Washington: President Donald Trump is conceding to President-elect Joe Biden and condemning the violent supporters who stormed the nation’s Capitol Wednesday. In a new video message, Trump has said now that Congress has certified the results, the ‘new administration will be inaugurated January 20’ and his ‘focus now turns to ensuring a smooth orderly and seamless transition of power’. Donald Trump also spoke out against the violence at Capitol and called it ‘heinous attack’. He said the violence left him ‘outraged by the violence lawlessness and mayhem’.
Trump did not address his role in inciting the violence. But he told his supporters that, while he knows they are ‘disappointed’, he wants them to know ‘our incredible journey is only just beginning’.
Impeachment under consideration
Meanwhile lawmakers of both parties have raised the prospect of ousting Trump from office. House Speaker Nancy Pelosi said that if he wasn’t removed, the House may move forward with a second impeachment.
Though Trump has less than two weeks in office, lawmakers and even some in his administration began discussing the issue Thursday afternoon as Trump first refused to forcefully condemn the violent assault on the US Capitol by a mob of his supporters, and then appeared to excuse it. However, as said earlier, late Thursday evening he spoke out against the violence.
Senior Trump administration officials raised the possibility of invoking Section 4 of the 25th Amendment. It means the forceful removal of Trump from power by his own Cabinet.
Pelosi told a news conference Thursday she is waiting for a decision from vice-president Mike Pence and other Cabinet officials. She challenged several of them by name, including Secretary of State Mike Pompeo and Treasury Secretary Steve Mnuchin.
“Do they stand by these actions?” Pelosi asked. “Are they ready to say that for the next 13 days this dangerous man can do further harm to our country?” said Pelosi.
Trump actions under scanner
Most Democrats, and many Republicans, put the blame squarely on the president after hundreds of protesters bearing Trump flags and clothing broke into the Capitol, Wednesday and caused destruction and mass evacuations. The president had urged the supporters to protest as Congress was counting the electoral votes that confirmed Biden’s win.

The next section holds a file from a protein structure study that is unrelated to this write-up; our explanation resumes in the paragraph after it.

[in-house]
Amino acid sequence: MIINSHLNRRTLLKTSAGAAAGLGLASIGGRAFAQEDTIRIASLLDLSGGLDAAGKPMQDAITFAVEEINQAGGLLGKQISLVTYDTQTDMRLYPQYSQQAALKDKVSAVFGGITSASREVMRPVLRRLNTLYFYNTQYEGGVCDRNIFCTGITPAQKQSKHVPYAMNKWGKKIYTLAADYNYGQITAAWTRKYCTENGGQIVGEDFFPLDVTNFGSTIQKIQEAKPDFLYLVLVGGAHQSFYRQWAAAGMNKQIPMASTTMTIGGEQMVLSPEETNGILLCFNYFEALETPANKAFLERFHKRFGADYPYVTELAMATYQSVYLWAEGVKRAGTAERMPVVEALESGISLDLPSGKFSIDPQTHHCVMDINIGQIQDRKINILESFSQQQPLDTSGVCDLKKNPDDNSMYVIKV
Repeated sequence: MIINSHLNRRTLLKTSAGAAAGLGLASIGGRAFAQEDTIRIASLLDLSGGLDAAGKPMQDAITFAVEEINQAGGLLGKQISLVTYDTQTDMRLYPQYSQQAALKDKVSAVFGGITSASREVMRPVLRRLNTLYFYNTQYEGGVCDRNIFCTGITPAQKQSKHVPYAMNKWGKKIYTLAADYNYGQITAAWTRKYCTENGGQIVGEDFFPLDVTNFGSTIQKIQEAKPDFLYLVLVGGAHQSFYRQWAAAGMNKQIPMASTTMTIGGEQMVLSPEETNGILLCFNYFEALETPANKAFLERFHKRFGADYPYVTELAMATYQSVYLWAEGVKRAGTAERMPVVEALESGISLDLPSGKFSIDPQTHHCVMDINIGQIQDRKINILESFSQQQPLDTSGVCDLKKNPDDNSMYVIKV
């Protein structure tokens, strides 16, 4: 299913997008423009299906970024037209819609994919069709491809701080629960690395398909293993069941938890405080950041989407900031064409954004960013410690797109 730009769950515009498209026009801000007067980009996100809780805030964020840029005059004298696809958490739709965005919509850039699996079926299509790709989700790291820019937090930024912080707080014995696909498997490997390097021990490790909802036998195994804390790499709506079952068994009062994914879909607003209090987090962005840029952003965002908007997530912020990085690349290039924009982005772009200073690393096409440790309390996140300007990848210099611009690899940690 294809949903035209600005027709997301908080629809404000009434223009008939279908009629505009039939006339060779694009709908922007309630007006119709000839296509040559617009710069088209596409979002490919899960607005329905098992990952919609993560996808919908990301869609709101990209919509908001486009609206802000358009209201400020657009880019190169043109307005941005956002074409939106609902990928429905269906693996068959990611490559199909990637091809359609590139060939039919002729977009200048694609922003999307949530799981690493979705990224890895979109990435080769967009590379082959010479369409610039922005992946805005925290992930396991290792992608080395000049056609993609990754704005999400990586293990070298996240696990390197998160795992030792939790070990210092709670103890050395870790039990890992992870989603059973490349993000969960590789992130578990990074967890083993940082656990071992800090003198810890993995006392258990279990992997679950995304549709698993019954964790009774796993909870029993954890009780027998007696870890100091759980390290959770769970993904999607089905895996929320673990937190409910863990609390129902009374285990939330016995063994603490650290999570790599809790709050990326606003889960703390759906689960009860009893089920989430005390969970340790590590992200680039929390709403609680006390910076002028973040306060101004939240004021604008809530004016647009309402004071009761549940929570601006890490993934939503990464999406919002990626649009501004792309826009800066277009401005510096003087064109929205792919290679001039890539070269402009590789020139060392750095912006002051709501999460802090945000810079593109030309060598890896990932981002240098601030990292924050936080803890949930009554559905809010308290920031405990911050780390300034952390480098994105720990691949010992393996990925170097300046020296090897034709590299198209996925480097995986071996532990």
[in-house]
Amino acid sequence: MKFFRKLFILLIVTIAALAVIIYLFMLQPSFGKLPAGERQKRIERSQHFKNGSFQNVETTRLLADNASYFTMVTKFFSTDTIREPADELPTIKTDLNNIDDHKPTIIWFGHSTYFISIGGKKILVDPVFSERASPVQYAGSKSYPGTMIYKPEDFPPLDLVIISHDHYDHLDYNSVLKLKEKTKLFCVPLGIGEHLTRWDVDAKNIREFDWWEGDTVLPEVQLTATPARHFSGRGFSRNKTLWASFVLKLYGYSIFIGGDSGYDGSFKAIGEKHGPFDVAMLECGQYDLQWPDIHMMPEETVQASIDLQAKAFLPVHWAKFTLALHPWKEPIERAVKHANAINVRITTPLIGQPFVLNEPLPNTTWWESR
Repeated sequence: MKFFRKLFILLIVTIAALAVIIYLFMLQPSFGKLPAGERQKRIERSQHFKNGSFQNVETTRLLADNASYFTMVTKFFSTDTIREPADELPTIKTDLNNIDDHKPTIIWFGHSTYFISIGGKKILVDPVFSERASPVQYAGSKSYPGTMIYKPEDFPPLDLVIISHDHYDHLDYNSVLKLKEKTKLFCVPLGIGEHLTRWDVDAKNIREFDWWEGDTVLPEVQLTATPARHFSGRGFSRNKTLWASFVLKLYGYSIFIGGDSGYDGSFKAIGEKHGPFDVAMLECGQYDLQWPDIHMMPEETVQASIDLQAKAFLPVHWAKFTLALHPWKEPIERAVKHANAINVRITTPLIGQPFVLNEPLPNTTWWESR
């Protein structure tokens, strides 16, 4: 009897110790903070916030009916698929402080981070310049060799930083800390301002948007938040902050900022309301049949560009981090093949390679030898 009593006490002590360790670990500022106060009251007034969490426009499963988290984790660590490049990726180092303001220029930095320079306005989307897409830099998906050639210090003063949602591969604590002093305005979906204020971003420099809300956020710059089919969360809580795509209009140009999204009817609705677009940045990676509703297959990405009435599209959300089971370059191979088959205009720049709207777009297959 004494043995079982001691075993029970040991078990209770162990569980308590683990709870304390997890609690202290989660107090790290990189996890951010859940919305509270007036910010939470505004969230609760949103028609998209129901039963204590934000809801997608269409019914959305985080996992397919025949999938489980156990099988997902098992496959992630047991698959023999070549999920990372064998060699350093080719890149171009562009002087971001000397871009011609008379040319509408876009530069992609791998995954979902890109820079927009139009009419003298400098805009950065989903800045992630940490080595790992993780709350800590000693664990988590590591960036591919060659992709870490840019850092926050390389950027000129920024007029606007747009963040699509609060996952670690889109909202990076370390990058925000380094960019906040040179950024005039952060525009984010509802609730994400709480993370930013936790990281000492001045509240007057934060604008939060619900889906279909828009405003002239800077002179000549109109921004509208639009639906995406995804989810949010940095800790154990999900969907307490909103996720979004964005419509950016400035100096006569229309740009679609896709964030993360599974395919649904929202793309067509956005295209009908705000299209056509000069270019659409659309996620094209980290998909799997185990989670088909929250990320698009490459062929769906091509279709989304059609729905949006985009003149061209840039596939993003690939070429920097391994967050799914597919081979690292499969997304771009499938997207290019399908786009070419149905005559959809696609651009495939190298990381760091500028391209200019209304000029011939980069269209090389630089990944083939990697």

Pelosi said ‘a threshold was crossed of such magnitude’ that Trump should not allowed to make any decisions.
Sedition charges applicable
The top federal prosecutor for the District of Columbia on the other hand has said that ‘all options are on the table’ for charging members of the violent pro-Trump mob that stormed the US Capitol – including sedition charges.
Michael Sherwin, acting US attorney for DC, said prosecutors plan to file 15 federal cases Thursday for crimes including unauthorised access and theft of property, and investigators are combing through reams of evidence to bring additional charges. “All of those charges are on the table. We will bring the most maximum charges we can,” he said.
Large number of arrests
More than 90 people have been arrested by police here and more arrests are likely. US attorneys from across the country have vowed to find and bring to justice any residents who participated in the insurrection aimed at thwarting the peaceful transfer of power. Experts say some could face the rarely used seditious conspiracy charge. It’s the same charge former Attorney General William Barr’s Justice Department told prosecutors to consider levying against those who caused violence at protests last summer over the killings of black Americans by police.
In a separate development White House press secretary Kayleigh McEnany said President Trump’s administration found the siege of the US Capitol to be ‘appalling, reprehensible and antithetical to the American way’.
McEnany said that the White House was committed to the ‘orderly transition of power’ to President-elect Joe Biden’s incoming administration. She also took pains to try to draw a distinction between the ‘violent rioters’ and other Trump supporters who attended the president’s rally in Washington just before the siege of the Capitol.